ESO 42/09 - Pressemitteilung Wissenschaft

 

Exoplaneten lösen Rätsel der Sonnenchemie

Eine bahnbrechende Studie an hunderten von Sternen weist auf eine Vebindung zwischen dem “Lithiumrätsel” der Sonnenchemie – dem Umstand, dass unser Heimatstern unerwartet geringe Mengen des chemischen Elements Lithium enthält – und dem Vorhandensein von Planetensystemen um Sterne hin. Die Astronomen untersuchten ihre 500 Zielsterne, von denen 70 ein Planetensystem besitzen, mit dem HARPS-Spektrografen der ESO und fanden heraus, dass sonnenähnliche Sterne, die ein Planetensystem besitzen, das in ihnen enthaltene Lithium deutlich schneller in andere Elemente umwandeln als planetenlose Sterne. Die Studie wirft damit nicht nur neues Licht auf ein altes Rätsel der Sonnenchemie, sondern zeigt auch einen hocheffizienten Weg auf, um Sterne mit Planetensystemen ausfindig zu machen.

Fast  zehn Jahre lang haben wir uns bemüht, herauszufinden, wie sich Sterne, die ein Planetensystem besitzen, von ihren unfructhbaren Cousins unterscheiden”, sagt Garik Israelian, Erstautor der Studie, die in dieser Woche in der Zeitschrift Nature erscheint. “Jetzt haben wir herausgefunden, dass der Lithiumgehalt sonnenähnlicher Sterne davon abhängt, ob die Sterne von Planeten umkreist werden oder nicht.

Seit Jahrzehnten ist bekannt, dass die Sonne im Vergleich mit sonnenähnlichen Sternen nur geringe Mengen des leichten chemischen Elements Lithium enthält – doch eine Erklärung für diese Anomalie fehlte. Die Entdeckung, dass geringer Lithiumgehalt charakteristisch für Sterne ist, die ein Planetensystem haben, legt nahe, worin des Rätsels Lösung besteht: “Damit ist die Erklärung für dieses 60 Jahre alte Rätsel recht einfach”, so Israelian: “Der Sonne fehlt das Lithium, weil sie Planeten besitzt.”

Diesen Schluss ziehen die Forscher aus der Analyse von 500 Sternen, von denen 70 von Planeten umkreist werden. Die meisten der Sterne wurden über mehrere Jahre mit dem High Accuracy Radial Velocity Planet Searcher (wörtlich der “Planetensucher für hochpräzise Radialgeschwindigkeitsmessungen”) überwacht. Dieser Spektrograf, besser bekannt unter dem Akronym HARPS, ist eines der am 3,6-Meter-Teleskop der ESO installierten Instrumente, und der weltweit erfolgreichste Planetenjäger. “Dies ist die beste bislang verfügbare Stichprobe um  zu verstehen, was Sterne, die ein Planetensystem besitzen, auszeichnet”, so die Aussage von Koautor Michel Mayor.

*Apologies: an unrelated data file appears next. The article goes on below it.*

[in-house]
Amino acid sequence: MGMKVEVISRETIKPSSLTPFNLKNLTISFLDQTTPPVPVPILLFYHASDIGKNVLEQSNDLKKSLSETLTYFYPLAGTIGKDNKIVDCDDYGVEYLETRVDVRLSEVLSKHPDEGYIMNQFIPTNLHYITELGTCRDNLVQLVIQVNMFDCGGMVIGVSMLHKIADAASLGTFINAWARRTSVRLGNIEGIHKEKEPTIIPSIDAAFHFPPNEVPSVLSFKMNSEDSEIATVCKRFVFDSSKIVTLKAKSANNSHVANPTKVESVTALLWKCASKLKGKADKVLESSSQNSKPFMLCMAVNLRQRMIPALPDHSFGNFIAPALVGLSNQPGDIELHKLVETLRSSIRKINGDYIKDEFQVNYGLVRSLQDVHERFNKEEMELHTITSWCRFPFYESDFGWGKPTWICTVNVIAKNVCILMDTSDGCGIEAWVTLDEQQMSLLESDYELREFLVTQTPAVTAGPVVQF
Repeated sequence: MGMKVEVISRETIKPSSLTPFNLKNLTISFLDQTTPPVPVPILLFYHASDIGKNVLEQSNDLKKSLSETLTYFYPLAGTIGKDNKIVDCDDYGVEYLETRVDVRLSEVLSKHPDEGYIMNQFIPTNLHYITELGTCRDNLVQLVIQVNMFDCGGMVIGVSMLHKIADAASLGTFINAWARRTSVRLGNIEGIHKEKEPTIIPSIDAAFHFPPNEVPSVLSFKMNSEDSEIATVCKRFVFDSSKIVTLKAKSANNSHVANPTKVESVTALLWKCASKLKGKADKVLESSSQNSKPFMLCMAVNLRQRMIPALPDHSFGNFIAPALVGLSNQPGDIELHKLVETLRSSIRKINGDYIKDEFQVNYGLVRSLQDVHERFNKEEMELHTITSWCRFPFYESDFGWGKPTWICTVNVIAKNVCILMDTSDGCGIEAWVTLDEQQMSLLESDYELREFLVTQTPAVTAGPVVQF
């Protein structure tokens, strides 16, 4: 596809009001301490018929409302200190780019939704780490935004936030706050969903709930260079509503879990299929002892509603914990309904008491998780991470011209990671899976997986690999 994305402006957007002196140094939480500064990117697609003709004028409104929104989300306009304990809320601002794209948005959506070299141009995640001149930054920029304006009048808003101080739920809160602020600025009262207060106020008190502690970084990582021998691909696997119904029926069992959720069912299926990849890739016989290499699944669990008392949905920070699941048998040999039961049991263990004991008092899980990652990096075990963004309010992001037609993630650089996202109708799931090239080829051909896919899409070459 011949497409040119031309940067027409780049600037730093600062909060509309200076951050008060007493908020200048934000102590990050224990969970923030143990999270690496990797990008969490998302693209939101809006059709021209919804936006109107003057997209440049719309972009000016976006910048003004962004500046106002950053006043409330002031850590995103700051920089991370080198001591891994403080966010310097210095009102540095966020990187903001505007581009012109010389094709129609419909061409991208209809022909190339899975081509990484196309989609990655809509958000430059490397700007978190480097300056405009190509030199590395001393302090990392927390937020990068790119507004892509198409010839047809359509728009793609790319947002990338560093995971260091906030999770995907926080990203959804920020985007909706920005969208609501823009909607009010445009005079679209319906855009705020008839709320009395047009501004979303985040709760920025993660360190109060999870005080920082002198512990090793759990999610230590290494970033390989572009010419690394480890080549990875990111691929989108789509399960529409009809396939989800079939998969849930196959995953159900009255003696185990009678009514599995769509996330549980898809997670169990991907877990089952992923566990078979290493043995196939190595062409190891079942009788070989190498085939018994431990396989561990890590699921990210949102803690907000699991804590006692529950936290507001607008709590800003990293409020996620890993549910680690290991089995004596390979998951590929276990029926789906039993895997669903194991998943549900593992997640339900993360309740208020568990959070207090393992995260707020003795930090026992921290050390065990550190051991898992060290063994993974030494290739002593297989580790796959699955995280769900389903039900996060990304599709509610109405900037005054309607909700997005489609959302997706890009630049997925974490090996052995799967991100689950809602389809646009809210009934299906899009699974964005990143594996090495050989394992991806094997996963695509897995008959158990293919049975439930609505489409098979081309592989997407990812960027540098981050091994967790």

Die Astronomen betrachteten insbesondere sonnenähnliche Sterne, die ein Viertel der Stichprobe ausmachen. Sie fanden, dass die Mehrheit der Sterne, die von Planeten umkreist werden, weniger als ein Prozent des Lithiumgehalts der meisten anderen Sterne aufwiesen. “Genau wie unsere Sonne waren auch diese Sterne sehr effizient, als es darum ging, das Lithium, das sie bei ihrer Entstehung enthielten, zu zerstören” sagt Nuno Santos, ein weiteres Mitglied der Forschergruppe. “Mit Hilfe dieser einzigartigen großen Stichprobe konnten wir zeigen, dass das Fehlen von Lithium nicht mit irgendeiner anderen Eigenschaft der betreffenden Sterne – etwa ihrem Alter – zusammenhängt.

Lithium hat einen sehr leichten Atomkern, der aus nur drei Protonen und vier Neutronen besteht. Die meisten chemischen Elemente leichter als Eisen werden im Inneren von Sternen erzeugt. Die leichten Atomkerne Lithium, Beryllium und Bor entstehen dort allerdings nicht in nennenswerten Mengen. Was wir im Kosmos an Lithium finden ist den heutigen Modellen zufolge kurz nach dem Urknall entstanden, also vor rund 13,7 Milliarden Jahren. Die meisten Sterne haben daher einen sehr ähnlichen Lithiumgehalt – es sei denn, beachtliche Mengen dieses Elements sind bei Prozessen im Sterninneren zerstört worden.